5 Star Plumbing | How to unclog basement floor drain
4616 Roseville Rd #109, North Highlands, CA 95660
E-mail us: us@5-starplumbing.com
Follow us:
Page Title BG

How to unclog basement floor drain

5 Star Plumbing > Blog > How to unclog basement floor drain

Table of Contents

How to Unclog Basement Floor Drain

Many homes and business structures experience frequent floor drain clogging issues. It happens when grease, soap, debris, hair, and other substances accumulate in the pipes and hinder normal draining. 

Especially in places like kitchens, bathrooms, and basements, this can result in overflowing water and unhygienic conditions. Furthermore, clogged floor drains can emit unpleasant aromas and draw bugs. 

Clogging can be avoided by routine maintenance and cleaning, but if it does happen, a plumber or drain cleaning service may be required to fix the problem.

How do you explain a Floor Drain?

A floor drain is a drain pipe that is attached to a sewage line and is positioned on the floor of a home or business building. Its purpose is to stop floods by enabling extra water on the floor to drain from the structure.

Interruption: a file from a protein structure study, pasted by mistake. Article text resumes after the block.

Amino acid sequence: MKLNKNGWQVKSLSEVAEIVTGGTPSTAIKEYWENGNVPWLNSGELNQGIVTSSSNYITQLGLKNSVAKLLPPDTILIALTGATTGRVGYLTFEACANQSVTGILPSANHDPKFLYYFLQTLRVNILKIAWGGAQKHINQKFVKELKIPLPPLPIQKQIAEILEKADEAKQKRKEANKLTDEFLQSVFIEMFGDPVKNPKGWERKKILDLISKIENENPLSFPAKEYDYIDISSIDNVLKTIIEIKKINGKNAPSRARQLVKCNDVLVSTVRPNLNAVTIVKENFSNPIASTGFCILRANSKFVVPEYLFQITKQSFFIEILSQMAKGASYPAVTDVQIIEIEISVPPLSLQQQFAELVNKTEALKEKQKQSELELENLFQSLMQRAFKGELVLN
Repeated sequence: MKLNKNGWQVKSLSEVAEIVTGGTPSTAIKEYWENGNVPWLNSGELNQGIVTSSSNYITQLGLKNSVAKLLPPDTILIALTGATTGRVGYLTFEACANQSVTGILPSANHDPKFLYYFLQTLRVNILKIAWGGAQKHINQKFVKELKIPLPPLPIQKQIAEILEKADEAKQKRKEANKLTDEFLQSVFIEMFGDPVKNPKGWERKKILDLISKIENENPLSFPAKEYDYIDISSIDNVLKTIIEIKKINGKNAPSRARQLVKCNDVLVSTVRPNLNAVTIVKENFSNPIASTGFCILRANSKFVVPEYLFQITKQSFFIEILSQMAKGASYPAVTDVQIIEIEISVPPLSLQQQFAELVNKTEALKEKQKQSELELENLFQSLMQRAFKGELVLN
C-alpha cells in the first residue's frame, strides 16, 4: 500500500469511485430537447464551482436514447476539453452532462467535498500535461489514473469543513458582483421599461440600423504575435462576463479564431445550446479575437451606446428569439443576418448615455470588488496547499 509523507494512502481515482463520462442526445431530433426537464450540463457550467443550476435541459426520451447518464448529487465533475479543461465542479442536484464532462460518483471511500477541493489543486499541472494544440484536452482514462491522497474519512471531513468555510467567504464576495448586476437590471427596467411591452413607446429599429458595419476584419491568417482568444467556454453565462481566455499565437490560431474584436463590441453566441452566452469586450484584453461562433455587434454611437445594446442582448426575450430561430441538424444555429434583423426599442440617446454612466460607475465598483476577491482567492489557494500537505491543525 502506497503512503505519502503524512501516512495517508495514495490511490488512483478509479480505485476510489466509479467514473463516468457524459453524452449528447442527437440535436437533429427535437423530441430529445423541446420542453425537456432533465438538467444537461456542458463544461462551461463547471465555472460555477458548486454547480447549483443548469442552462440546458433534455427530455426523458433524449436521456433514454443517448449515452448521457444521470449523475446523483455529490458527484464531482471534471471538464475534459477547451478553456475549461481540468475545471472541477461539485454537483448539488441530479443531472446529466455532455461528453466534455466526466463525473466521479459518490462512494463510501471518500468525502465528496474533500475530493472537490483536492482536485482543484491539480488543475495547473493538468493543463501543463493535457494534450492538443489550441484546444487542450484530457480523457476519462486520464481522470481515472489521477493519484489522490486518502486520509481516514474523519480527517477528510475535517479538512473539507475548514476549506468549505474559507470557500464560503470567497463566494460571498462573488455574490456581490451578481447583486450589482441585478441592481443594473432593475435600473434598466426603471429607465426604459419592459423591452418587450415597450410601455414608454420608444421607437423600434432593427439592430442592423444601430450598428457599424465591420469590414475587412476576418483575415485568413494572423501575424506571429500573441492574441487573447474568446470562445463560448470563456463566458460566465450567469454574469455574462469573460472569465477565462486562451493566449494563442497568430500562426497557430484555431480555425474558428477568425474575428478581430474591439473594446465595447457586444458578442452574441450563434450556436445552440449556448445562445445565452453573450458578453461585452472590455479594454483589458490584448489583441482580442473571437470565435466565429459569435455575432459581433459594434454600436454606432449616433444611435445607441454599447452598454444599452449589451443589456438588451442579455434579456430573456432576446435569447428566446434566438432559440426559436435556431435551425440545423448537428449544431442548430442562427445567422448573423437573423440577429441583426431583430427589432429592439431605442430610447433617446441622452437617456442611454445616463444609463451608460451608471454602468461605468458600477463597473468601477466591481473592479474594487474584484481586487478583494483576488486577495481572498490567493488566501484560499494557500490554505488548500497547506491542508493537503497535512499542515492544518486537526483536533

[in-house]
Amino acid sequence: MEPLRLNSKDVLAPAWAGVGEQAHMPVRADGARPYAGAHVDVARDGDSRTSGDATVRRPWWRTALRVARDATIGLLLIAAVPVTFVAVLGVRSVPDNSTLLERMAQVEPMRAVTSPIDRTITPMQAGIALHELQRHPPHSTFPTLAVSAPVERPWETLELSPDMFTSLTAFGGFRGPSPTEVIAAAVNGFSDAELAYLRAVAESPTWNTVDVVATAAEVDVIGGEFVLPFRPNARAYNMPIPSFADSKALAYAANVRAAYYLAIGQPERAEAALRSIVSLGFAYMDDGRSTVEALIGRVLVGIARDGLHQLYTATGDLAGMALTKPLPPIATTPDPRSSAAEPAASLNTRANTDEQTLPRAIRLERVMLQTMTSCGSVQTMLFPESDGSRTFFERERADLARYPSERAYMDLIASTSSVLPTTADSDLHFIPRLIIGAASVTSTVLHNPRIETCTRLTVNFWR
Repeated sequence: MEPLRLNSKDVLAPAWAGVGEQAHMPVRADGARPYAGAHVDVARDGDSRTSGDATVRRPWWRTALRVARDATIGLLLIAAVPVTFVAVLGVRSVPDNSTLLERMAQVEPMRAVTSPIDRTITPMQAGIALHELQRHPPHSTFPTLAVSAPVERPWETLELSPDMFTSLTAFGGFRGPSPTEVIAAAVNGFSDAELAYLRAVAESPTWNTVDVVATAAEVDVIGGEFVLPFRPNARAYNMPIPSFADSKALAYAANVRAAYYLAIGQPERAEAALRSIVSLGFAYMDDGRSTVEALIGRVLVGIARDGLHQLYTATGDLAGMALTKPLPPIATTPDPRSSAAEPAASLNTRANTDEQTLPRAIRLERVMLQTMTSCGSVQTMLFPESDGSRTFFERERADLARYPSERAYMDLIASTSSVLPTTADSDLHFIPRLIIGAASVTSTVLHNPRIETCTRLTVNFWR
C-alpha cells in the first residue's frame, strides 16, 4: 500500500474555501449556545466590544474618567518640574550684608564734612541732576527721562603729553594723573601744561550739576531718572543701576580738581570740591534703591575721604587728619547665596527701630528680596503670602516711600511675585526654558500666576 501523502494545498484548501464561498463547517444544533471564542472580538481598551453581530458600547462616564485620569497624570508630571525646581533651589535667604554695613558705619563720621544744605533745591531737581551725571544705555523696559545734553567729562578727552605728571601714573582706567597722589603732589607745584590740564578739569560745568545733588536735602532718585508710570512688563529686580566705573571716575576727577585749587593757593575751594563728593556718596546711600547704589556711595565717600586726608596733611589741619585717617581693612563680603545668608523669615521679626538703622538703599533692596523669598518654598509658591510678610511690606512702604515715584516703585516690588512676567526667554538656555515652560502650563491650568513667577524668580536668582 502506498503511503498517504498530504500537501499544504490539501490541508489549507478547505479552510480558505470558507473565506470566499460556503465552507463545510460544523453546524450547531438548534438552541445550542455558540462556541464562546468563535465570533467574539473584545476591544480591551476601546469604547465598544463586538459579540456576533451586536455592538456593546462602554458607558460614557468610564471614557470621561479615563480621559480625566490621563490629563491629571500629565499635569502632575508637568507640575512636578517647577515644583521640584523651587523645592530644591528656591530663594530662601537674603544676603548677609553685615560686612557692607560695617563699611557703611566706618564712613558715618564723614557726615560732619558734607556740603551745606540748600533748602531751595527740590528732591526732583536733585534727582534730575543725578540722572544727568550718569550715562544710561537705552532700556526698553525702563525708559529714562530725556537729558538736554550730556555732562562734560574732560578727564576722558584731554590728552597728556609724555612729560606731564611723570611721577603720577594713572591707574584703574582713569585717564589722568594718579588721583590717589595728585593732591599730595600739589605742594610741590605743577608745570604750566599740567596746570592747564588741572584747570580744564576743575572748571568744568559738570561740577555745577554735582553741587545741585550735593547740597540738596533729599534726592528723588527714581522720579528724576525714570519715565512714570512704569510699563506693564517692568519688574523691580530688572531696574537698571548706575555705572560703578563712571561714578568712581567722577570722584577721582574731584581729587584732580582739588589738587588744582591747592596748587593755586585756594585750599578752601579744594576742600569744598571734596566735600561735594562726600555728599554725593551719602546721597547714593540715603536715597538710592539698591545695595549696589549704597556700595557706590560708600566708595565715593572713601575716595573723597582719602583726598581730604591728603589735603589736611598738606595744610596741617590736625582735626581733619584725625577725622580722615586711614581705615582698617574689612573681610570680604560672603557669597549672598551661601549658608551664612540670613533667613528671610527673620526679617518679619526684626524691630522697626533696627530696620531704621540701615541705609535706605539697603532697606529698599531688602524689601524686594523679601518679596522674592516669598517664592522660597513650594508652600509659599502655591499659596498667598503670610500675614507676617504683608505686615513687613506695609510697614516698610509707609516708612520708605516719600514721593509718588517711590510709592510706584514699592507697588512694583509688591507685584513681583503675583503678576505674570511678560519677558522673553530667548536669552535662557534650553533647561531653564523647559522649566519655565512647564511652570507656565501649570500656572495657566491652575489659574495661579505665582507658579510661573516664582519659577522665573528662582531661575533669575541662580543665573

For instance, a water heater is generally always situated close to a floor drain because its tank can hold many gallons of water. So, in the event of a tank burst, any flooding or water damage to the house will be minimized.

Different forms of Floor Drains

Groundwater and wastewater are the two distinct forms of floor drains.

Floor drains that collect wastewater must be sealed up and vented since they are connected to the sewer line. This will stop dangerous sewage gas leaks from entering the house. Typically, sewage floor drains are located inside the house. One type of wastewater floor drain is one found in a basement.

When a sewer line is nonexistent, groundwater floor drains are used. However, the amount of debris that can enter them may necessitate more excellent upkeep. An example of a groundwater floor drain is a French drain.